If you can squish all the processing power of say an IBM Roadrunner supercomputer inside a 19-inch box and make it run on about 60 kilowatts of electricity, the government wants to talk to you.
The extreme scientists at the Defense Advanced Research Projects Agency this week issued a call for research that might develop a super-small, super-efficient super beast of a computer.
Specifically DARPA's Ubiquitous High Performance Computing (UHPC) desires will require:
-New system-wide technology approaches specifically including hardware and software co-design to minimize energy dissipation per operation and maximize energy efficiency, with a 50GFLOPS per watt goal, without sacrificing scalability to ultra-high performance DoD applications - efficiency.
-New technologies and execution models that do not require application programmers to explicitly manage system complexity, in terms of architectural attributes with respect to data locality and concurrency, to achieve their performance and time to solution goals - programmability.
-Technology that will manage hardware and software concurrency, minimizing overhead for thousand- to billion-way parallelism for the system-level programmer.
-A system-wide approach to achieve reliability and security through fault management techniques enabling an application to execute correctly through both failures and attacks.
Current processing systems are grossly power-inefficient and typically deliver only a small fraction of peak performance. Until recently, advances in Commercial Off-The-Shelf systems performances were enabled by increases in clock speed, decreases in supply voltage, and growth in transistor count. These technology trends have reached a performance wall where increasing clock speed results in unacceptably large power increases, and decreasing voltage causes increasing susceptibility to transient and permanent errors, DARPA stated.
DARPA went on to outline a number of challenges developing such as systems would face, including:
-The energy and power challenge is the most pervasive. A key observation is that it will be easier to solve the power problem associated with base computation than to reduce the problem of transporting data from one site to another - on the same chip, between closely coupled chips in a common package, between different racks on opposite sides of a large machine room, or on storing and accessing data in the aggregate memory hierarchy.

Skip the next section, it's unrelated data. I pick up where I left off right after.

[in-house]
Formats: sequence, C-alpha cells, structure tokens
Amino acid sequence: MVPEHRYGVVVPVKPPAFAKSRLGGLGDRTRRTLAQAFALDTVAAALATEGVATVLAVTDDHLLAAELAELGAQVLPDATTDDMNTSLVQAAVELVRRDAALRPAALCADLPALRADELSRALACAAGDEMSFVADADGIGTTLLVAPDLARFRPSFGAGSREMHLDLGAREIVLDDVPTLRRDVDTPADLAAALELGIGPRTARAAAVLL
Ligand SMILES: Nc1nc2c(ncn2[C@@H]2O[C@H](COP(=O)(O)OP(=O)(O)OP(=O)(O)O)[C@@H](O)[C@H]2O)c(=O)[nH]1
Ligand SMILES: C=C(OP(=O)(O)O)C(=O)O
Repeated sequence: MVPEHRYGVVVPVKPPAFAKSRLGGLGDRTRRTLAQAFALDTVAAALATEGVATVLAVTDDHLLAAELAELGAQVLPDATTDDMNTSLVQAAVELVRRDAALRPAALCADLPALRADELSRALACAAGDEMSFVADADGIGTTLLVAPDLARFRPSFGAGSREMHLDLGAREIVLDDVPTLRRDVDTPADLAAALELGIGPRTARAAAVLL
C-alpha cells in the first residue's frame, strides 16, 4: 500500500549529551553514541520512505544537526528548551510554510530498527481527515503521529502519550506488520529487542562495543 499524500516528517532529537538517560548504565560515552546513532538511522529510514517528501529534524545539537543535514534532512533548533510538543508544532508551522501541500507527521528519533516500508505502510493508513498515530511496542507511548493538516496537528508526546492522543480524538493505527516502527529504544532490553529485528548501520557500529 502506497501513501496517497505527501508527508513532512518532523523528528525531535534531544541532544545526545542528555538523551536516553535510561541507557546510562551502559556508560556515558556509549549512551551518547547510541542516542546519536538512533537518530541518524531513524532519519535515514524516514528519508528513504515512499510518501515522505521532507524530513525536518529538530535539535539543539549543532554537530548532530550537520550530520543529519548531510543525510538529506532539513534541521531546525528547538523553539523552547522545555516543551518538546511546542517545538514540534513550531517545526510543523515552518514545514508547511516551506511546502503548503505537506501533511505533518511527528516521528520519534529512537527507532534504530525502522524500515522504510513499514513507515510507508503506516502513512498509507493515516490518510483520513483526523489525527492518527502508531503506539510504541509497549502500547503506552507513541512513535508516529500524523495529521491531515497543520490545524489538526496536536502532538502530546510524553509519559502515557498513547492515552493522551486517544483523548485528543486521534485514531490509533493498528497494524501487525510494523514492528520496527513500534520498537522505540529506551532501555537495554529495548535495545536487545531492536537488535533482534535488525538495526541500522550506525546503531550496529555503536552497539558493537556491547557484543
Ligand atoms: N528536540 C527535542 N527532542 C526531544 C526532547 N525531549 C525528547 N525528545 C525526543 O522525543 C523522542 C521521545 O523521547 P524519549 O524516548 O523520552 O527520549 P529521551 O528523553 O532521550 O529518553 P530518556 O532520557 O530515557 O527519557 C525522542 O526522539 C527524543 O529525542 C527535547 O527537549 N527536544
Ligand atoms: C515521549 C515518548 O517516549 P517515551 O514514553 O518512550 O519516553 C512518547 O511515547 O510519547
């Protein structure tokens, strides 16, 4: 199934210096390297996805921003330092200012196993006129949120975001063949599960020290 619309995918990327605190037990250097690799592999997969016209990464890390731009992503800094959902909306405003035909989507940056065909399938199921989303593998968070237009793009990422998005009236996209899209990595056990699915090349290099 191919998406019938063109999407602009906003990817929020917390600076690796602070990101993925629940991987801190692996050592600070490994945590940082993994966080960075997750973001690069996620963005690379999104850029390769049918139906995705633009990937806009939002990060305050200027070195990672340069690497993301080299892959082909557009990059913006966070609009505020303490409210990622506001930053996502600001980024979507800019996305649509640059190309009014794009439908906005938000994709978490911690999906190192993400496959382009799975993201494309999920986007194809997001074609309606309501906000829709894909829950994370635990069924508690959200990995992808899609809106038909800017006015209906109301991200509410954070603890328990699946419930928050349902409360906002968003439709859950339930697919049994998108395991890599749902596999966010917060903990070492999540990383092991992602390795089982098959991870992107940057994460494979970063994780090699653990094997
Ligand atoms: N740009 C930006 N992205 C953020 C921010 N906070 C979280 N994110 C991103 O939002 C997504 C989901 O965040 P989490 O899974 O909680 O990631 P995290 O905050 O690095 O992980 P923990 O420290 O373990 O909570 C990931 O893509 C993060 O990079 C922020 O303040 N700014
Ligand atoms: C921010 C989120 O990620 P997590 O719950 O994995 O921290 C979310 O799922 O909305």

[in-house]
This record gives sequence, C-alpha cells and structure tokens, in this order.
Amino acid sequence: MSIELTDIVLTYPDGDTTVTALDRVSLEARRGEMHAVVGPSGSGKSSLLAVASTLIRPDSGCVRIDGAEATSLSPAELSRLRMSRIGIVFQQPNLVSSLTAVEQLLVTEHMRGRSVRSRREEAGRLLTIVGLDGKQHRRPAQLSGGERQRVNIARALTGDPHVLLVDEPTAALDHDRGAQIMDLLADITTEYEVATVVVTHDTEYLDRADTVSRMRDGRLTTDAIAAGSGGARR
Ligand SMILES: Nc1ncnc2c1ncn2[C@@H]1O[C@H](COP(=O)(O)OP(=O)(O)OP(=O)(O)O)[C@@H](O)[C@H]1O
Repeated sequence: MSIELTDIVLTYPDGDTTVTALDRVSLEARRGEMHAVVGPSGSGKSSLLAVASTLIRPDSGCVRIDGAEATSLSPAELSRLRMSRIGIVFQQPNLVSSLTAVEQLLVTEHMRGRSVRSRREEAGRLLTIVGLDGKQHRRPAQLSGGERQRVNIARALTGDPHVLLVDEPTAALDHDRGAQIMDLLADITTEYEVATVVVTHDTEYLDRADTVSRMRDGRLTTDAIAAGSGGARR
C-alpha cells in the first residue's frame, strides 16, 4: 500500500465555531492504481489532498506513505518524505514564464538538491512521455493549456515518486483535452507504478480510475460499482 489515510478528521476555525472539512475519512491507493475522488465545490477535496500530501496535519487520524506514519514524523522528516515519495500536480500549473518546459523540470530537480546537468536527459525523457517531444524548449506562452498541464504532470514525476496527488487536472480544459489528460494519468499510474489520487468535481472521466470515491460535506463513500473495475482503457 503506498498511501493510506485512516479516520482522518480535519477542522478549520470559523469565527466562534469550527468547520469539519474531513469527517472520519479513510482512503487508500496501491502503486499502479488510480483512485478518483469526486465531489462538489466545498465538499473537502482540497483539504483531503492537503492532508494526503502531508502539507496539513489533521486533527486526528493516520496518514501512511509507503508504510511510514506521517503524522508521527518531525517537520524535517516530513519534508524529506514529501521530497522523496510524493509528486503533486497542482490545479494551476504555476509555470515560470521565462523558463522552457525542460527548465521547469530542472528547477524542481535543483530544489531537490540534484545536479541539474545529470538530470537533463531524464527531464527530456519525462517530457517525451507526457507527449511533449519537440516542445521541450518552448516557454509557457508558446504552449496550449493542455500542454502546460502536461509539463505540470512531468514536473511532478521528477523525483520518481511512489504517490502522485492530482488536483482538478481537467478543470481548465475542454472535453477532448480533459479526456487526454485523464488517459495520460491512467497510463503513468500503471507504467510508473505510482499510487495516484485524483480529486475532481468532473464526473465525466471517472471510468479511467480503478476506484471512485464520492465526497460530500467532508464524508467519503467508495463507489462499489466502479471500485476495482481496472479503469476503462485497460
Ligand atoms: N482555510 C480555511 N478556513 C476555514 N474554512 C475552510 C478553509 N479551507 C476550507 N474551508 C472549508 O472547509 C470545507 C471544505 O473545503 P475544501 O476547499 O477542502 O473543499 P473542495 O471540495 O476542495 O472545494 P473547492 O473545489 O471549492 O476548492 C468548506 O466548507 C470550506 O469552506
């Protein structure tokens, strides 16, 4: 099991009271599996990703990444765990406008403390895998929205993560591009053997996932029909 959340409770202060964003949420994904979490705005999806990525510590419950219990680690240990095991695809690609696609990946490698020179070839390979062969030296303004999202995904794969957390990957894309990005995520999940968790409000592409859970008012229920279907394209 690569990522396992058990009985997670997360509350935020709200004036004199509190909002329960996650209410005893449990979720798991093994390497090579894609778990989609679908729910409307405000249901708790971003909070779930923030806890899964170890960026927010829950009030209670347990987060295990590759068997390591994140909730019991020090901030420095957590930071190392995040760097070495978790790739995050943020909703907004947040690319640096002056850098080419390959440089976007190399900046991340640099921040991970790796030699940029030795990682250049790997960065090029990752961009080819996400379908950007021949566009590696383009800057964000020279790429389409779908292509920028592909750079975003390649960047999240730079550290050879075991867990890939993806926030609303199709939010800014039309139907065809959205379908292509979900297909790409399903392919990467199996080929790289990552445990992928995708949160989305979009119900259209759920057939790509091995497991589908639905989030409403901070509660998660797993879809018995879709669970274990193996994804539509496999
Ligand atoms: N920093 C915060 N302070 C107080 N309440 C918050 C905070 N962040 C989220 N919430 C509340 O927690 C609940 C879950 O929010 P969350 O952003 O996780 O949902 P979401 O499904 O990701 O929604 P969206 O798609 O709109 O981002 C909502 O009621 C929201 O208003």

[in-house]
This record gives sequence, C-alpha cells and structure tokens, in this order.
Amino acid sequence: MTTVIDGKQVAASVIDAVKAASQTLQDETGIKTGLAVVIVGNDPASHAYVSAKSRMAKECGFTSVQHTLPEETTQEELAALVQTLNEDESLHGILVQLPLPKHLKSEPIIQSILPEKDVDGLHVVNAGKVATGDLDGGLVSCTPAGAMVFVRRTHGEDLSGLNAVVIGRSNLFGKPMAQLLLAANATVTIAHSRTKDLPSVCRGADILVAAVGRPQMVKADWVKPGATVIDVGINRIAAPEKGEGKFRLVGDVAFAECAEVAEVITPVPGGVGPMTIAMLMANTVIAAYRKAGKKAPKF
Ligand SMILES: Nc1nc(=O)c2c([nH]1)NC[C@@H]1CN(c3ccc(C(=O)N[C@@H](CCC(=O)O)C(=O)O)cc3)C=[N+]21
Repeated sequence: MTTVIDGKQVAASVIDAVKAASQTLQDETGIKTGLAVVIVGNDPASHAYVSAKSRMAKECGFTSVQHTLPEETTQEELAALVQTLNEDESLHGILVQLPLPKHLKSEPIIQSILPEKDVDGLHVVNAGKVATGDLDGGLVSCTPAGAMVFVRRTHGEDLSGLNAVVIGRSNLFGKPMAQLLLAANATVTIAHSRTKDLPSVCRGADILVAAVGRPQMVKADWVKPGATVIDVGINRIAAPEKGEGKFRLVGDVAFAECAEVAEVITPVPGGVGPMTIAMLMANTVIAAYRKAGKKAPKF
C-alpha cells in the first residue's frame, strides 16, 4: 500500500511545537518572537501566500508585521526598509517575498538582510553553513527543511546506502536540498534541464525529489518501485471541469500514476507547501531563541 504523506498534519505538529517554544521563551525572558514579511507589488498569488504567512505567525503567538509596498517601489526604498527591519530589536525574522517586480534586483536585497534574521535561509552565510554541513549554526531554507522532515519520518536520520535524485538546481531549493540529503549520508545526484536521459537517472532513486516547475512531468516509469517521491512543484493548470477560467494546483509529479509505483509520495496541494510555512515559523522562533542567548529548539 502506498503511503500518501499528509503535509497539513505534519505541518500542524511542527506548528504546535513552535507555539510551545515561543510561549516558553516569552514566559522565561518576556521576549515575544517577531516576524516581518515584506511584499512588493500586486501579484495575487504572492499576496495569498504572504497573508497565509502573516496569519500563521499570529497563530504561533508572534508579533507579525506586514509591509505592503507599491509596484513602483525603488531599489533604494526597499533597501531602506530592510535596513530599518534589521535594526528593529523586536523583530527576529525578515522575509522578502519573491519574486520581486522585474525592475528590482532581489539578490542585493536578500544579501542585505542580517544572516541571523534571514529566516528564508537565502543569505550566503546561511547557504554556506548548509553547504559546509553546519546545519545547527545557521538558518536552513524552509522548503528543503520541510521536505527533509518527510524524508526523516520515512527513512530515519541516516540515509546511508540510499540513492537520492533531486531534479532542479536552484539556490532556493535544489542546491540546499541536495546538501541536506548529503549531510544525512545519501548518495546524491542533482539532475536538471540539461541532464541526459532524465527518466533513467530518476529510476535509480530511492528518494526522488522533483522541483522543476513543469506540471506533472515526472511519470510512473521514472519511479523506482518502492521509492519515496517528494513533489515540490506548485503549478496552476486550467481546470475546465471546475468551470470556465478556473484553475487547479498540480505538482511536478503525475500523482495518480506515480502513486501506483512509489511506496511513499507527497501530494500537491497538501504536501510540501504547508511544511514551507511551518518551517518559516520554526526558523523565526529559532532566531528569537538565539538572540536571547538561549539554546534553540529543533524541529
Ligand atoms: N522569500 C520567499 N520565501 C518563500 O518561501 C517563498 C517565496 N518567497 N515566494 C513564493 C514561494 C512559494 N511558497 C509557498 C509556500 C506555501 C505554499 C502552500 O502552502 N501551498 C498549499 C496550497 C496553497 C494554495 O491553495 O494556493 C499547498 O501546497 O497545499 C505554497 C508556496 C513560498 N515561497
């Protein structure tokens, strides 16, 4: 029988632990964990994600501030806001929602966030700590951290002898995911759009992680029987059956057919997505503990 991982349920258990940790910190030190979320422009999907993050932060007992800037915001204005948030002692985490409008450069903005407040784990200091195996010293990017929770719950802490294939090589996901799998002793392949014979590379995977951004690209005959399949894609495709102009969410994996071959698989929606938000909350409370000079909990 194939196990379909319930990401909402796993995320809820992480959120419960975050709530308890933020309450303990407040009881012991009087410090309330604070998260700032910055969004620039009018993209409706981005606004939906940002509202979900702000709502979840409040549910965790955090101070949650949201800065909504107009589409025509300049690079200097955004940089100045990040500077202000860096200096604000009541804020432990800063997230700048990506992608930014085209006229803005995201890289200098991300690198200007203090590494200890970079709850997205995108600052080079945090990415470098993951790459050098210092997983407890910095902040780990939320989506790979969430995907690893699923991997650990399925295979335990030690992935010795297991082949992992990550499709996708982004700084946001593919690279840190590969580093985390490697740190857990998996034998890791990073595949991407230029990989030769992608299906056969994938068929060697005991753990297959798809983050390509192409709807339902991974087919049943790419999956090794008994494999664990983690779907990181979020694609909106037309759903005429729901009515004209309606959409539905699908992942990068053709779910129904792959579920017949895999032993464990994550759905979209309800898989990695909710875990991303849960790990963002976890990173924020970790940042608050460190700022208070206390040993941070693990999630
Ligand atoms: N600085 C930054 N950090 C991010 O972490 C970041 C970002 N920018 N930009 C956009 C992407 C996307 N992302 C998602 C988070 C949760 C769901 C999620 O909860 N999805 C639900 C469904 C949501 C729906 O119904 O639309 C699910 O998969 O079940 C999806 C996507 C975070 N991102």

-The memory and storage challenge concerns the lack of currently available technology to retain data at high enough capacities (and access it at high enough rates) to support the desired application suites oat the desired computational rate and still fit within an acceptable power envelope. This information storage challenge lies in both main memory (DRAM today) and in secondary storage (rotating disks today).
-The concurrency and locality challenge likewise grows out of the flattening of silicon clock rates and the end of increasing single thread performance, which has left explicit, largely programmer visible, parallelism as the only mechanism in silicon to increase overall system performance. ExtremeScale systems may have to support upwards of a billion separate threads.
-A resiliency challenge that deals with the ability of a system to continue operation in the presence of either faults or performance fluctuations. This concern grew out of not only the explosive growth in component count for the larger classes of systems, but also out of the need to use advanced technology, at lower voltage levels, where individual devices and circuits become more and more sensitive to local operating environments, and new classes of aging effects become significant.
These challenges cannot be pursed independently at the component level such as processor, memory and network switches; they must be addressed as an integrated solution. Co-design of the system hardware and software that is driven by processing requirements for selected application domains is essential. Solving individual challenges will not result in viable system solutions, DARPA stated.
Layer 8 in a box
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